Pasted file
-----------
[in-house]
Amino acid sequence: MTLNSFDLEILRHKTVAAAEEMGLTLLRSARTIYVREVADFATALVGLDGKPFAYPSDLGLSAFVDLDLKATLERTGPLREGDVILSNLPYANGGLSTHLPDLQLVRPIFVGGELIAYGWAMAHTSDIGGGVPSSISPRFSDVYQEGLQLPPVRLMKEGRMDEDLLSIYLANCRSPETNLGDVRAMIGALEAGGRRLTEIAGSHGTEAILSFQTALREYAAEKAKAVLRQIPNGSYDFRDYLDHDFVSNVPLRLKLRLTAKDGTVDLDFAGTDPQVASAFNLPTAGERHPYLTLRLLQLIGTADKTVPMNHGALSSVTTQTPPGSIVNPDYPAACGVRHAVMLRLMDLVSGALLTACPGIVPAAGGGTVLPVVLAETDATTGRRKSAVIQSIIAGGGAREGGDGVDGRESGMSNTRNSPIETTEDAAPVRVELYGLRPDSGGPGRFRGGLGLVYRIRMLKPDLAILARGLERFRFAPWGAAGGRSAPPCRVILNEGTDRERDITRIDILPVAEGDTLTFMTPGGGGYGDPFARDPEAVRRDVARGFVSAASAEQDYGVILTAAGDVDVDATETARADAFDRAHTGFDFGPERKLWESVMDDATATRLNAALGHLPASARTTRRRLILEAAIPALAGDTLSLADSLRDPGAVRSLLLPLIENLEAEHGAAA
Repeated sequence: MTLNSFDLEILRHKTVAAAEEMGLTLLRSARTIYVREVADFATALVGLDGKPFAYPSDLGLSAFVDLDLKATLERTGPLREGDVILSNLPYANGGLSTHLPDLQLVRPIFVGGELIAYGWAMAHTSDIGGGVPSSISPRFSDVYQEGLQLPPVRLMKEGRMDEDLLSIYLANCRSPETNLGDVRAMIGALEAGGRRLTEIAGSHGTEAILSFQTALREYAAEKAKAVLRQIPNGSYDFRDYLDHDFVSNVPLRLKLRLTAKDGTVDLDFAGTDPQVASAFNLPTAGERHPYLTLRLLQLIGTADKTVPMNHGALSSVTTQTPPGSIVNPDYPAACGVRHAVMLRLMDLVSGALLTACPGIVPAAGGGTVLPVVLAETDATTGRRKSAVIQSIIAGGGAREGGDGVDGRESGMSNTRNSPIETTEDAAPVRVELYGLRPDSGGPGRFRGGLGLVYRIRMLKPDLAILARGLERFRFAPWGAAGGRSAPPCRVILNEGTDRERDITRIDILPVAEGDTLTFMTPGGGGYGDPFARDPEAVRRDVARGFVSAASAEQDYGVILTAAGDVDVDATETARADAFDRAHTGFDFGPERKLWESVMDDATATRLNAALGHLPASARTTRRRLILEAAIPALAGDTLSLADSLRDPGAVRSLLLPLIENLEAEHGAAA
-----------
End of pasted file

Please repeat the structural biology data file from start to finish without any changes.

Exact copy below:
[in-house]
Amino acid sequence: MTLNSFDLEILRHKTVAAAEEMGLTLLRSARTIYVREVADFATALVGLDGKPFAYPSDLGLSAFVDLDLKATLERTGPLREGDVILSNLPYANGGLSTHLPDLQLVRPIFVGGELIAYGWAMAHTSDIGGGVPSSISPRFSDVYQEGLQLPPVRLMKEGRMDEDLLSIYLANCRSPETNLGDVRAMIGALEAGGRRLTEIAGSHGTEAILSFQTALREYAAEKAKAVLRQIPNGSYDFRDYLDHDFVSNVPLRLKLRLTAKDGTVDLDFAGTDPQVASAFNLPTAGERHPYLTLRLLQLIGTADKTVPMNHGALSSVTTQTPPGSIVNPDYPAACGVRHAVMLRLMDLVSGALLTACPGIVPAAGGGTVLPVVLAETDATTGRRKSAVIQSIIAGGGAREGGDGVDGRESGMSNTRNSPIETTEDAAPVRVELYGLRPDSGGPGRFRGGLGLVYRIRMLKPDLAILARGLERFRFAPWGAAGGRSAPPCRVILNEGTDRERDITRIDILPVAEGDTLTFMTPGGGGYGDPFARDPEAVRRDVARGFVSAASAEQDYGVILTAAGDVDVDATETARADAFDRAHTGFDFGPERKLWESVMDDATATRLNAALGHLPASARTTRRRLILEAAIPALAGDTLSLADSLRDPGAVRSLLLPLIENLEAEHGAAA
Repeated sequence: MTLNSFDLEILRHKTVAAAEEMGLTLLRSARTIYVREVADFATALVGLDGKPFAYPSDLGLSAFVDLDLKATLERTGPLREGDVILSNLPYANGGLSTHLPDLQLVRPIFVGGELIAYGWAMAHTSDIGGGVPSSISPRFSDVYQEGLQLPPVRLMKEGRMDEDLLSIYLANCRSPETNLGDVRAMIGALEAGGRRLTEIAGSHGTEAILSFQTALREYAAEKAKAVLRQIPNGSYDFRDYLDHDFVSNVPLRLKLRLTAKDGTVDLDFAGTDPQVASAFNLPTAGERHPYLTLRLLQLIGTADKTVPMNHGALSSVTTQTPPGSIVNPDYPAACGVRHAVMLRLMDLVSGALLTACPGIVPAAGGGTVLPVVLAETDATTGRRKSAVIQSIIAGGGAREGGDGVDGRESGMSNTRNSPIETTEDAAPVRVELYGLRPDSGGPGRFRGGLGLVYRIRMLKPDLAILARGLERFRFAPWGAAGGRSAPPCRVILNEGTDRERDITRIDILPVAEGDTLTFMTPGGGGYGDPFARDPEAVRRDVARGFVSAASAEQDYGVILTAAGDVDVDATETARADAFDRAHTGFDFGPERKLWESVMDDATATRLNAALGHLPASARTTRRRLILEAAIPALAGDTLSLADSLRDPGAVRSLLLPLIENLEAEHGAAA